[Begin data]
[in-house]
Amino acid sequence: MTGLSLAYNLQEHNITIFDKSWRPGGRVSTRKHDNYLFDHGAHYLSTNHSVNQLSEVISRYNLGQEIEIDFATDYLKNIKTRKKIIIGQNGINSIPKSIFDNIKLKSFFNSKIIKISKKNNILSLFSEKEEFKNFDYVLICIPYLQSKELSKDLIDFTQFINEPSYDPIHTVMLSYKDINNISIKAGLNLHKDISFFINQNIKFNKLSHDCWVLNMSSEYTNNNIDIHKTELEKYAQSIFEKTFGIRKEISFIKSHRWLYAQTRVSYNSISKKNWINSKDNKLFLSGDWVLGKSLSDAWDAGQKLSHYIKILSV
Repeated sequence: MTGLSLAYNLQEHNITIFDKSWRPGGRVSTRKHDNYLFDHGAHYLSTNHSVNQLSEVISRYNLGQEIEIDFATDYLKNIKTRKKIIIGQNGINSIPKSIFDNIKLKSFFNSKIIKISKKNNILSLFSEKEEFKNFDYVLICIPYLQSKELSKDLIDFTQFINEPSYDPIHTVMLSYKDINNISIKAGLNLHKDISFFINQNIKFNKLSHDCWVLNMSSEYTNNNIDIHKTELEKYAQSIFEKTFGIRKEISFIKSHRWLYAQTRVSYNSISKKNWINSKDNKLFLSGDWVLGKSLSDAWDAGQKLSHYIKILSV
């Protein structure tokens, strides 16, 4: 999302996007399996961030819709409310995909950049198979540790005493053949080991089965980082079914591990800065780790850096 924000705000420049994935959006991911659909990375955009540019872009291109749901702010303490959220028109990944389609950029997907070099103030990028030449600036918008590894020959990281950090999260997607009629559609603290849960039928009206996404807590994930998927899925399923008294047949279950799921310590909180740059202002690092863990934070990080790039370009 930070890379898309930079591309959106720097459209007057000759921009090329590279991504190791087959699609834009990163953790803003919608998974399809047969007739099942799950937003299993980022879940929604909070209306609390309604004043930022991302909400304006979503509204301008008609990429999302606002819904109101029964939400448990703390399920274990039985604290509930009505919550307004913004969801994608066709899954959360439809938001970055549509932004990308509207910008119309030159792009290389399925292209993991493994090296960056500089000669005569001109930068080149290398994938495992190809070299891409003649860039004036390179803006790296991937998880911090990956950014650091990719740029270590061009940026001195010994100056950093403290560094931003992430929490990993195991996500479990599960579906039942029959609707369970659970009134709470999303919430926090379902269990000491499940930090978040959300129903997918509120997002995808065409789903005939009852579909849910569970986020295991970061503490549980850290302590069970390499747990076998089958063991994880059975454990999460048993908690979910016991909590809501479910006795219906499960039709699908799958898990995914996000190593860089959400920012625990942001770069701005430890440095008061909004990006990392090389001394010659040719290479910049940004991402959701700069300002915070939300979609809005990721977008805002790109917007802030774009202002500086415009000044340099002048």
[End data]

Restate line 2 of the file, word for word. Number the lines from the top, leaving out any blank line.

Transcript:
Amino acid sequence: MTGLSLAYNLQEHNITIFDKSWRPGGRVSTRKHDNYLFDHGAHYLSTNHSVNQLSEVISRYNLGQEIEIDFATDYLKNIKTRKKIIIGQNGINSIPKSIFDNIKLKSFFNSKIIKISKKNNILSLFSEKEEFKNFDYVLICIPYLQSKELSKDLIDFTQFINEPSYDPIHTVMLSYKDINNISIKAGLNLHKDISFFINQNIKFNKLSHDCWVLNMSSEYTNNNIDIHKTELEKYAQSIFEKTFGIRKEISFIKSHRWLYAQTRVSYNSISKKNWINSKDNKLFLSGDWVLGKSLSDAWDAGQKLSHYIKILSV